Statement by Mr. Toshiro Ozawa, Ambassador of Japan
at the Informal Consultation of the Plenary of the UN General Assembly
on Secretariat and Management Reform
25 January 2006
We thank you for your letter dated 11 January and the progress report attached to it. My delegation supports the work plan in your report, which envisages our work to be concluded by mid-June. We thank Mr. Orr for his detailed explanations, and we wish to pay tribute to the Secretariat for its genuine efforts to facilitate the Member States' consideration of mandate review.
In order for the United Nations to tackle new priorities in an effective manner, the Member States do need to streamline existing activities through a comprehensive mandate review. In our view, a successful mandate review will revitalize the United Nations after 60 years of its existence.
In more specific terms, we believe that mandate review has three significant aspects: First, by facilitating reallocation of resources tied to low-priority or duplicative activities, mandate review can enhance the United Nations' capacity to tackle new activities. Second, mandate review will provide us opportunities to divert additional resources towards existing activities that deserve greater attention. Third, through mandate review, we can enhance the policy relevance of the activities of the United Nations.
Mandate review will benefit the Secretariat, as well. Let us reduce the excessive demands on the Secretariat for reports that are often unread. Let us try to have better preparation for fewer meetings. If we succeed, this will be a win-win situation for the Secretariat and the Member States.
Collectively, the Member States have created a labyrinth of mandates, many of which are outdated or no longer as useful as they once were. These mandates now hinder our ability to move on and tackle new challenges that confront us, since we are often compelled to embark on additional activities within existing resources. If we fail to utilize those limited resources which are currently tied to duplicative, obsolete or ineffective activities, we may be deterred from agreeing on new activities. As my delegation has said many times, the focus of mandate review is therefore neither solely cost-cutting per se nor the elimination of activities. The more important priority should be the reallocation of resources. Focusing on the area of development, we believe that a successful mandate review will lead to a reallocation of resources that will benefit developing countries by increasing the resources for programmes that are implemented on the ground, especially for capacity building.
The Government of Japan wishes to express its priorities on mandate review and also some comments on Mr. Orr's explanations:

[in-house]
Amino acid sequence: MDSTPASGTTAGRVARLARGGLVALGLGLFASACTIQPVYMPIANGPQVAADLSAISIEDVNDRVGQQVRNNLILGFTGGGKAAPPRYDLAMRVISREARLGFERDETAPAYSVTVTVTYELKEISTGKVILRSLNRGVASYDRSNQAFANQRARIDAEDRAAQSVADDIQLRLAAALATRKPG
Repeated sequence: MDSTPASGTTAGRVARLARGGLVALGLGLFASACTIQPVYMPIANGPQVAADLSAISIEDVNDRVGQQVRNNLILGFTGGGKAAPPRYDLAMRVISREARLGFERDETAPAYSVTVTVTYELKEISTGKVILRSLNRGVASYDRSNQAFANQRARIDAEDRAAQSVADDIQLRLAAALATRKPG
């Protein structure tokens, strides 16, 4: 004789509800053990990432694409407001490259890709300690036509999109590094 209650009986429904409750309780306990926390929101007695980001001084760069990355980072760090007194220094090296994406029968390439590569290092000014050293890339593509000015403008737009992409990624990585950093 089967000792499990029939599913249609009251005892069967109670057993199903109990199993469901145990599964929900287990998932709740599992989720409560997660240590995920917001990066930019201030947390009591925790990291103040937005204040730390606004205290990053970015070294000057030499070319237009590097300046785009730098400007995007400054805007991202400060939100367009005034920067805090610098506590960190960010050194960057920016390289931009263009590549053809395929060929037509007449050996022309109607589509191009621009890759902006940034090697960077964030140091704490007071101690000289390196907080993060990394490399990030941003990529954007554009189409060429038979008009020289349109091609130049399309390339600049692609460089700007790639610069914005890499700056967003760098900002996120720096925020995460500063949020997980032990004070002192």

First and foremost, mandate review must entail programmatic-shifts, i.e., reallocation of resources from lower to higher priority areas and enhanced cost-effectiveness.
In order to enable the Member States to decide on such programmatic shifts, the Secretariat will play a key role in compiling the Secretary-General's report to be issued in February. Looking at the sample template, we would like to see as much information as possible on the outputs required to fulfill the mandates. Description can be qualitative, rather than quantitative for the outputs. The Secretariat's assessments or analysis of these outputs will also be helpful. On cost-related information, we now understand that the Secretariat is facing difficulties owing to technical reasons because it does not follow the accrual accounting system. We understand that our Foreign Ministry does not do so, either. However, it should be possible to indicate, for example, the number of "work man days" that are necessary to prepare for meetings and reports.
The necessity of the information that my delegation is requesting should be obvious. The Summit Outcome Document states clearly that the Secretary-General is requested to "facilitate the review with analysis and recommendations, including on the opportunities for programmatic shifts." My delegation therefore requests the Secretariat to prepare the Secretary-General's report in such a way that the UN's activities are quantified in one way or another so that an analysis for possible programmatic shifts can actually be made.
Japan's second priority is cleaning up the duplications. Member States should be able to agree readily on areas of overlap and redundancies. Sorting out duplication can be viewed as an exercise that is useful in enhancing "value for money."
In this connection, the Secretary-General's report should identify areas of duplication and provide analysis on such overlap. The draft template is unclear on this point, so, my delegation requests the Secretariat to address this problem and provide relevant analysis in the February report.
Japan's third priority is to reflect the results of mandate review in the 2006/2007 regular budget. In this regard, both the Member States and the Secretariat should act with a sense of urgency and determination. At the same time, we should proceed in a practical and constructive manner, avoiding unnecessary politicization of certain issues. We should do our best to achieve early and tangible results.
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